One of the 10 unique attributes of qualitative research is the “absence of truth.” This refers to the idea that the highly contextual and social constructionist nature of qualitative research renders data that is, not absolute “truth” but, useful knowledge that is the matter of the researcher’s own subjective interpretation. For all these reasons – contextuality, social constructionism, and subjectivity – qualitative researchers continually question their data, scrutinize outliers (negative cases), and implement other steps towards verification.
Qualitative researchers also conduct their research in such a way as to maximize the accuracy of the data. Accuracy should not be confused with “truth.” Accuracy in the data refers to gaining information that comes as close as possible to what the research participant is thinking or experiencing at any moment in time. This information may be the product of any number of contextual (situational) and co-constructed factors – i.e., the absence of “truth” – yet an accurate account of a participant’s attitude or experience on a given issue or topic at a particular moment.
It is accuracy that qualitative researchers strive for when they craft their research designs to mitigate bias and inconsistency. For example, focus group moderators are trained to give equal attention to their group participants – allowing everyone an opportunity to communicate their thoughts – rather than bias the data – i.e., leading to inaccurate information – by favoring more attention on some participants than on others. A trained moderator is also skilled at listening for inconsistencies or contradictions throughout a discussion in order to follow up on each participant’s comments, asking for clarification, and ultimately coming away with an accurate “picture” of that participant in relationship to the topic as communicated in that particular space and time.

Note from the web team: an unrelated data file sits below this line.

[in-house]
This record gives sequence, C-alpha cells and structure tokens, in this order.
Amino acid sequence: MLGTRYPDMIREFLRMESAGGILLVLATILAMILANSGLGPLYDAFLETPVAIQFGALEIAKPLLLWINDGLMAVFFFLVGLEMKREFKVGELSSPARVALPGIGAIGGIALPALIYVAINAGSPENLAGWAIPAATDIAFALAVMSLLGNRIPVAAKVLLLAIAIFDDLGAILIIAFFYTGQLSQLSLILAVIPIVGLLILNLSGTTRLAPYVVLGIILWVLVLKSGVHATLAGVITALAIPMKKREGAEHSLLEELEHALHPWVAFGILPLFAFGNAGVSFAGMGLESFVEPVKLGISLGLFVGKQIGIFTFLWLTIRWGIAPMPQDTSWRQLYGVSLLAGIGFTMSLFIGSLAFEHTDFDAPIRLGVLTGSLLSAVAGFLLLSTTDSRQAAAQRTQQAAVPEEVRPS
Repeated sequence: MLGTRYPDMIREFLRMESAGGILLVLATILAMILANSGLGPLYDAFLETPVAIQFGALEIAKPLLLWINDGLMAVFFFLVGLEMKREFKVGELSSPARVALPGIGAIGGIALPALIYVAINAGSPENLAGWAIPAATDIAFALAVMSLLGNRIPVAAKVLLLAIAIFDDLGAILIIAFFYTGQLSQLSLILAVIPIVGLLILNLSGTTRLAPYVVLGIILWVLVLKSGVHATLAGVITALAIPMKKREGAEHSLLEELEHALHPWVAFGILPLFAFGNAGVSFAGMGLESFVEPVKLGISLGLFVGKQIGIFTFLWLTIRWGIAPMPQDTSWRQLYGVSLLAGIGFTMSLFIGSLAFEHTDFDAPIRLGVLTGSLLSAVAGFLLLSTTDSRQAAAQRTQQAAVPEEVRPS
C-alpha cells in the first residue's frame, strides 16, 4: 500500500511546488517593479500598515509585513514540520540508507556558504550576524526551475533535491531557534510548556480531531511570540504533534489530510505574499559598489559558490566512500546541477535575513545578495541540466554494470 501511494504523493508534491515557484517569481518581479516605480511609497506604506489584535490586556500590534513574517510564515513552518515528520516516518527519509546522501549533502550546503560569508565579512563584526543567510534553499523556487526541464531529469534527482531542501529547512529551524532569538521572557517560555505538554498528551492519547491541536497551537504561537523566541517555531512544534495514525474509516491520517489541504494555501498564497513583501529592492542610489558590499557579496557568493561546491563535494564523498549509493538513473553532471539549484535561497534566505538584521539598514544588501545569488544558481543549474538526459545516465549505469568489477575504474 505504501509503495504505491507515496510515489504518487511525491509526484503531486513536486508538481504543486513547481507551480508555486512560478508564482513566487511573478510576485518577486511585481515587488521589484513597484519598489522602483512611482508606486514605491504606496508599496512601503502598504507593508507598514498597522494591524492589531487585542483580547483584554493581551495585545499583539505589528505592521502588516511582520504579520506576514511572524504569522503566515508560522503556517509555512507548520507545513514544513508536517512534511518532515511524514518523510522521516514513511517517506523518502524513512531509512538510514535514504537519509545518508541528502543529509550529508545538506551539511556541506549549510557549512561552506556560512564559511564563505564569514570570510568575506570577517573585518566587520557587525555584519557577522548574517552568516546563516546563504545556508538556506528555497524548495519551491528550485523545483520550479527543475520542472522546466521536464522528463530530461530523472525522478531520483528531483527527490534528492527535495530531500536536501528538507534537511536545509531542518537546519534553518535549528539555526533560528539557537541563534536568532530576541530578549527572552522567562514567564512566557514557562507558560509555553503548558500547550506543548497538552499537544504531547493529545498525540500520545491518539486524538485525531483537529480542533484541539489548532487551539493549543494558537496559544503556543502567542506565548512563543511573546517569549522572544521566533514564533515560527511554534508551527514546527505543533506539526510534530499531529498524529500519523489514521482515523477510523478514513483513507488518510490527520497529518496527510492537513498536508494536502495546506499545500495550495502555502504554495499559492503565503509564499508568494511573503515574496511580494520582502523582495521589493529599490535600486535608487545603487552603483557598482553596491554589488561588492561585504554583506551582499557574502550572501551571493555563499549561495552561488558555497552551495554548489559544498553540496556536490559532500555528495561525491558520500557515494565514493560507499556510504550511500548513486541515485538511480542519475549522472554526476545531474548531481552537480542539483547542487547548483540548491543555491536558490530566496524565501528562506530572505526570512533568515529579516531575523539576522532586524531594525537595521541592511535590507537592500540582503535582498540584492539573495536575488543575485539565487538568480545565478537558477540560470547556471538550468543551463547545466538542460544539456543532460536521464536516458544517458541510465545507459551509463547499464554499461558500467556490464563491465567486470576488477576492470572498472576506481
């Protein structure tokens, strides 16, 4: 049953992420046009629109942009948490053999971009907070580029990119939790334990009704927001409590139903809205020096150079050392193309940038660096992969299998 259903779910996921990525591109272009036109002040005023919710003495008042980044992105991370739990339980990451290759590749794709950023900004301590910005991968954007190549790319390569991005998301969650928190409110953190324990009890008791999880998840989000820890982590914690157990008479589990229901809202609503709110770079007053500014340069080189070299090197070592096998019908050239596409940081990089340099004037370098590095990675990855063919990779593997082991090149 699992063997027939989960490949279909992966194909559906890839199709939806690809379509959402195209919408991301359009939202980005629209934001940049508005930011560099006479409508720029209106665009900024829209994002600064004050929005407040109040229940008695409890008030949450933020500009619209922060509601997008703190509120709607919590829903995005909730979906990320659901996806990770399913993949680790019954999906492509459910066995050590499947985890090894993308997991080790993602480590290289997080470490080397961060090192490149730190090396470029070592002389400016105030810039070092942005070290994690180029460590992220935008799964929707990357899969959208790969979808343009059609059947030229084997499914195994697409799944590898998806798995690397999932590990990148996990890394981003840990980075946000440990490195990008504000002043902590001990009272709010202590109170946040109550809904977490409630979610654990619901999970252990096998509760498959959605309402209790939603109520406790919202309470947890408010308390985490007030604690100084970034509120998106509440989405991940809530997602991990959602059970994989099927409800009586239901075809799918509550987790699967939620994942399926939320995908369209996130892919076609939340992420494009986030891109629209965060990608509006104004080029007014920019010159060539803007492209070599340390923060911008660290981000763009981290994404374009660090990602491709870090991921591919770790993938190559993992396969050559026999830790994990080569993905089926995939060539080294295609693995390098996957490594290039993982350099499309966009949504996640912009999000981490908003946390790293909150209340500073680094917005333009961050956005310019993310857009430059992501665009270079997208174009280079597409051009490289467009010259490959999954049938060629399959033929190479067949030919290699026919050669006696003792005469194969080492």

This pursuit of accuracy is no less evident in the in-depth interview (IDI) method. By attending to the potential for interviewer bias – from question wording, imposing personal beliefs or values into the conversation, physical appearance in face-to-face IDIs – as well as the seemingly contradictory statements made by interviewees, the qualitative researcher is focused on securing an accurate portrayal of how that participant thinks and behaves in association with the research objective. It is not uncommon, for instance, for an IDI participant to state one thing at the beginning of an interview but to make one or more outwardly conflicting statements later in the interview. Why is that? Which statement is accurate? Do the statements really contradict each other? What more does the interviewer need to learn about the interviewee? These are the questions the interviewer must address throughout the IDI in the quest for accurate data.
Achieving accuracy in the data collection process is, like all aspects of qualitative research, a nuanced and often difficult mission. It is, however, a mission worth pursuing because, unlike absolute “truth,” it is an obtainable and necessary ingredient to deriving outcomes that enable consumers of the research to actually do something meaningful with the findings.